And so, dear readers, that concludes today’s blog. I wish you health and wealth and happiness. Feel free to write any time and suggest a topic for me to write on. My email is


Lovers First and then Maybe Friends. Psychosis and Romance Poetry

This is the Provincial Legislature Building in Edmonton, a favourite of mine for getting photos. The grounds are beautiful and well-kept, and young lovers often come here at night on summer weekends to talk and stroll in a romantic setting


Seeking Solace

By: Leif Gregersen

cue the music

kill this silence

deep in my mind

I’m seeking solace

I just can’t be

alone with myself

all the things I’ve done

make silence my private hell

and yet somehow

the quiet reaches through

as I close my eyes

and think of you

you and I

were never meant to be

But still my deepest wish

is that you didn’t set me free

why can’t mishap romance

end with two people as friends

was it that much of

an unhealthy love

It was wrong to think

you had to love me back

I still think of you

and regret the past

misplaced love

is all I have

and moments of silence

that always take me back


Happiness on a Saturday Afternoon For a Psychiatric Survivor of Schizoaffective disorder and Depression

To order this wonderful book, by the author of this blog, please contact:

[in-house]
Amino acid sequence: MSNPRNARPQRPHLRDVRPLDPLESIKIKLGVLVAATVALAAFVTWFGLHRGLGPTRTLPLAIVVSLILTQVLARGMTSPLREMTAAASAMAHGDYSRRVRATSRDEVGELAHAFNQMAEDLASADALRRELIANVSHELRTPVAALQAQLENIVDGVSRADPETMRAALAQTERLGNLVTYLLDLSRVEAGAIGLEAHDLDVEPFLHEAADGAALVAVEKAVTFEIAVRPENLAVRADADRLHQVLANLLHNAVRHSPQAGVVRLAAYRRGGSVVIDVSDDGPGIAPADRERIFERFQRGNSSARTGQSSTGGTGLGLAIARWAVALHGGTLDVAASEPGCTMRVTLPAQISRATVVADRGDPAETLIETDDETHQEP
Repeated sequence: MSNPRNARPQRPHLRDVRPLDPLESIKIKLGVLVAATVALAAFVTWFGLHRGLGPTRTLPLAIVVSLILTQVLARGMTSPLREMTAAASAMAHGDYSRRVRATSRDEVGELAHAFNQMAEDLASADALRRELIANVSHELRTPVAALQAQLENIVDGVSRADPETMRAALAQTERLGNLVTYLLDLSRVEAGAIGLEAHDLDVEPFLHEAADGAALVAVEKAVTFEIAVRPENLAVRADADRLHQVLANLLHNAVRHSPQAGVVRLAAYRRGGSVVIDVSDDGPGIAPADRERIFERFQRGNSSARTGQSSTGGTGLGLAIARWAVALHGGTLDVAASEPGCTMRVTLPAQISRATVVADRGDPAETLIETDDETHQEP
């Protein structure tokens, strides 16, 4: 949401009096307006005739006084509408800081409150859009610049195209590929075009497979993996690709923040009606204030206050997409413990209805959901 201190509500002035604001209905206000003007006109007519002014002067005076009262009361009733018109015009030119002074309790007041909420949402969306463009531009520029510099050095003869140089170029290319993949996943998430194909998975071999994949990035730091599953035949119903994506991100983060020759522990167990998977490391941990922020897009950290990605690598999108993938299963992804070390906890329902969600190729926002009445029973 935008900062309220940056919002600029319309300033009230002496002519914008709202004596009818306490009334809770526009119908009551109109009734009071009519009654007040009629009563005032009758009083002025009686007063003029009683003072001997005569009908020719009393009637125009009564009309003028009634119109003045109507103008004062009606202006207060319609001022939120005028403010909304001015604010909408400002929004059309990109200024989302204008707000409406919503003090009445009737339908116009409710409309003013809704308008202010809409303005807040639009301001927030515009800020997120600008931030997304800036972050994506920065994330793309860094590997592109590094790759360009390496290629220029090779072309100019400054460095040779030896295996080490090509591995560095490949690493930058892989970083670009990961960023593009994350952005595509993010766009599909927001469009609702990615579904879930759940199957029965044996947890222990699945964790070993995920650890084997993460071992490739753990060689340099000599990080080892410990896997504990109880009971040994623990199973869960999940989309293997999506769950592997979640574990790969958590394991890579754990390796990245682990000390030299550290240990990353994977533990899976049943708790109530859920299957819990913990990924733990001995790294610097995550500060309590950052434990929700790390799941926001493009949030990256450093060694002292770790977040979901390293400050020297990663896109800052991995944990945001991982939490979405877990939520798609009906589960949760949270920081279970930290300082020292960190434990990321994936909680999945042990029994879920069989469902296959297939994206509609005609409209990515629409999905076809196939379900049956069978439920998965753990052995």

Please scroll past this photo and paragraph if you already have a copy or just want to read my blog

Hello good readers! I really wanted to thank all of you for reading my blog on a regular basis and for your support. With any luck, after much editing and work, I will be making the archives of this blog available as a downloadable digital file and paper book. In the meantime, I need to raise cash for rent, food and covid-19 masks, so I thought I would put the two monumental events together and offer those who read my blog a special discount on my first book. For just $25 (USD or Canadian, they work out the same because I live in Canada and my postage here is less) I will personally sign a copy of “Through the Withering Storm” for you and mail it right to your home. Just email me at and I will get your copy right out to you. Help me in my battle against ignorance and stigma surrounding mental health!

Today’s Blog: